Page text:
The Health Diaries

Fitbit Founder James Park Always Walks to Work

‘When I’m out of the office, I’m still thinking about work’

There are many ways to live a healthy life. The Health Diaries is a weekly series about the habits that keep notable people living well.

JJames Park is the CEO, president and co-founder of Fitbit. He’s been with the company since 2007 and has essentially grown up with the fitness tracker brand, which helps consumers track steps, sleep, stress, and much more. During the past few years, Park has been tasked with reimagining Fitbit as the market shifts from trackers to smartwatches.

This week, Park talks to Elemental about his workout routine, healthy eating struggles, and obsession with Coca-Cola.

I don’t typically use an alarm clock. I’ll only use it if I have a super early morning meeting, or if I’m in a different time zone and my circadian rhythm is messed up. If I’m in San Francisco, which is my home base, I usually end up waking up naturally, on my own, around 7 a.m.

After I wake up, I do a quick workout. I don’t have much time, so I’ll usually workout for 20 to 30 minutes. It’s a combination of a very short, high intensity run and then some basic calisthenics, like pushups and sit-ups. After my workout, I get ready for work.

I walk to work, which is about 15 minutes from my home. I get to work around 8:30 a.m. or 9 a.m., and I eat breakfast at the office. My go-to breakfast changes each year. Some years, I’ve been into yogurt or fruit. Right now, I’m on a big peanut butter sandwich binge.

I drink coffee very rarely. Only once or twice per week, because I usually don’t need it. When I do drink coffee, it’s usually only a half of a tiny cup.

In general, I try to eat reasonably healthy. Recently I’ve been having some salads brought in for lunch, but occasionally I’ll fall off the wagon and eat something kind of “bad.” I don’t take any supplements or vitamins.

My typical day is usually packed with meetings. I do try to carve out time for myself, though. We have this thing at Fitbit called “no meeting half-day Wednesdays,” which is from 1 p.m. onward, and I try to preserve that time. I usually use that space to do longer-term thinking, catch up on work, or do tasks that require longer stretches of focused thinking.

I leave work around 7 p.m. most days. I’ll sometimes have a work dinner or I’ll occasionally meet up with friends. But otherwise, I’ll go home and start doing work from there. Dinner is probably where I fall down the most in terms of eating healthy. During dinner time, if I’m not at a work dinner or traveling, I’ll order something in. I don’t cook very much and what I order is all over the board.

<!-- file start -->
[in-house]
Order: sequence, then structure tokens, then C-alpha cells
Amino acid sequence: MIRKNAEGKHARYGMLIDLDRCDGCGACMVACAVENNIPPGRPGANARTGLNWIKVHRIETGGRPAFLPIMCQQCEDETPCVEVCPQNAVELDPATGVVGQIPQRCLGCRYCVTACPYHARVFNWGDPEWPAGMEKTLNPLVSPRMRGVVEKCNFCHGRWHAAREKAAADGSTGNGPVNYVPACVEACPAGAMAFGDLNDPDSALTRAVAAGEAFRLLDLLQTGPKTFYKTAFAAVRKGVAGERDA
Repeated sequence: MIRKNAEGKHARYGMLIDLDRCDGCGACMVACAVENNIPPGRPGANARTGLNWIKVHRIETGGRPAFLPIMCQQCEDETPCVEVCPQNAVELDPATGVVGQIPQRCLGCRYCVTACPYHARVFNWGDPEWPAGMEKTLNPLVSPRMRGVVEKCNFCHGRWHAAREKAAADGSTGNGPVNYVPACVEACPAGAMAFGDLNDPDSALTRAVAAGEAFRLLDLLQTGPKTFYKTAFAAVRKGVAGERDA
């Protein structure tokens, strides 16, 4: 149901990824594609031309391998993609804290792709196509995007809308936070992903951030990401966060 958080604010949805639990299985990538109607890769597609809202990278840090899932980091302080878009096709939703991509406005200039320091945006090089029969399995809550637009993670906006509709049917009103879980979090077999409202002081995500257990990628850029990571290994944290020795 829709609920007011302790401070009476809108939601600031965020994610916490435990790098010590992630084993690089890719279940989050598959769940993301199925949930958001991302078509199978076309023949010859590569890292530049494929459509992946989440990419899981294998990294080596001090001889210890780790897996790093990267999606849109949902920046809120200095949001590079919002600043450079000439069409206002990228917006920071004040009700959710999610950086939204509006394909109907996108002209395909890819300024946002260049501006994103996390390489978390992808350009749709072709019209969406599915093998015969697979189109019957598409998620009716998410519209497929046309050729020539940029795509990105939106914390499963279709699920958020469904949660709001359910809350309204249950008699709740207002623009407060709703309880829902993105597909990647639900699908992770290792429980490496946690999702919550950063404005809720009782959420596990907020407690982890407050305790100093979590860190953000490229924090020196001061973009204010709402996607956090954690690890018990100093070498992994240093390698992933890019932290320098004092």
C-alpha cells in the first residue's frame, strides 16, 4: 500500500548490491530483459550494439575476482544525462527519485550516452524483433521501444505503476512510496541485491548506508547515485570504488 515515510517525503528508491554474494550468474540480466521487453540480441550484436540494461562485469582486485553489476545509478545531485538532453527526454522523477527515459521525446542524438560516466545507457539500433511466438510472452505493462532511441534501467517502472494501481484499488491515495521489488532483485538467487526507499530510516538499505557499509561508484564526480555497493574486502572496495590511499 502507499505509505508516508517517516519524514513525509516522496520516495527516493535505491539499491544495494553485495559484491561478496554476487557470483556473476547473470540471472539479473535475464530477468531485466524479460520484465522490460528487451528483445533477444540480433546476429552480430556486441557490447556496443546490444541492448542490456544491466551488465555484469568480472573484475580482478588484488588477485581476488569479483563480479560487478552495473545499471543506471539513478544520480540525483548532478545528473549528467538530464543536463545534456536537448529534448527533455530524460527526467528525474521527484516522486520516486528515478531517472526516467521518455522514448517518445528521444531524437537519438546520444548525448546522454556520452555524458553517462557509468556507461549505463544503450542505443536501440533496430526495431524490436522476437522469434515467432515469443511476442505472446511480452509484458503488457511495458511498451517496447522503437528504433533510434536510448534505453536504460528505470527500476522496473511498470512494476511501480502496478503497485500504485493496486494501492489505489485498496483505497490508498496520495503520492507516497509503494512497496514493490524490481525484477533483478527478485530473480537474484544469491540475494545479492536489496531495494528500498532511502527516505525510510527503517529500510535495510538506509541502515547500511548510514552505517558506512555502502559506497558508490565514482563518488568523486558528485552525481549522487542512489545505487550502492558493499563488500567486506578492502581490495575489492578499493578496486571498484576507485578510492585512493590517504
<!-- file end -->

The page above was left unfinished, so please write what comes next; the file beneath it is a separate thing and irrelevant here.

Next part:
I drink too much Coca-Cola. I’ve been in a long stretch of weaning myself off of it by drinking carbonated water.

I really enjoy work so I don’t draw too much of a distinction between my time in the office and out of the office. When I’m out of the office, I’m still thinking about work. When I’m on vacation, I try pretty hard not to think about work. But otherwise, on a day-to-day basis, I’m usually working most of the time.

I usually go to bed pretty late, around 1 a.m. or 2 a.m. I’ll watch some TV before I go to bed, usually whatever is on or something I’ve been planning to watch on Netflix. I know it’s not the best to have screen time before bed, but I usually need to watch something to calm my brain down before I sleep. That’s been my routine for a long time.

For me, “healthy” means that I’m in a particular weight range. When I’m above that threshold, I don’t feel great psychologically. But if my body conditioning is at a certain level, I’m able to work out, I haven’t fallen off the wagon in terms of eating habits, there’s low stress at work, and I get more sleep, I feel my best.

At work, I stay motivated because I know we’re having a positive impact on people’s health every day. I really enjoy the people I work with, too. And we’re doing some things on the research and development side that are quite innovative. All of that makes for a fun and stimulating environment.

Fitbit’s big push this year is to diversify our business. We want to move from being a hardware company to being a company that also offers services. There’s a focus on building a program that will take your data and give you insights and coaching to help you meet your health goals, like eating better, becoming more active, and reducing stress. We’re also moving more into growing our health care business; we want to make consumer tools useful in the health care ecosystem, for insurance companies and more all over the world.

I write essays, test products & produce content marketing for brands. I’m also a career coach for freelancers and the co-host of The Writers’ Co-op podcast.

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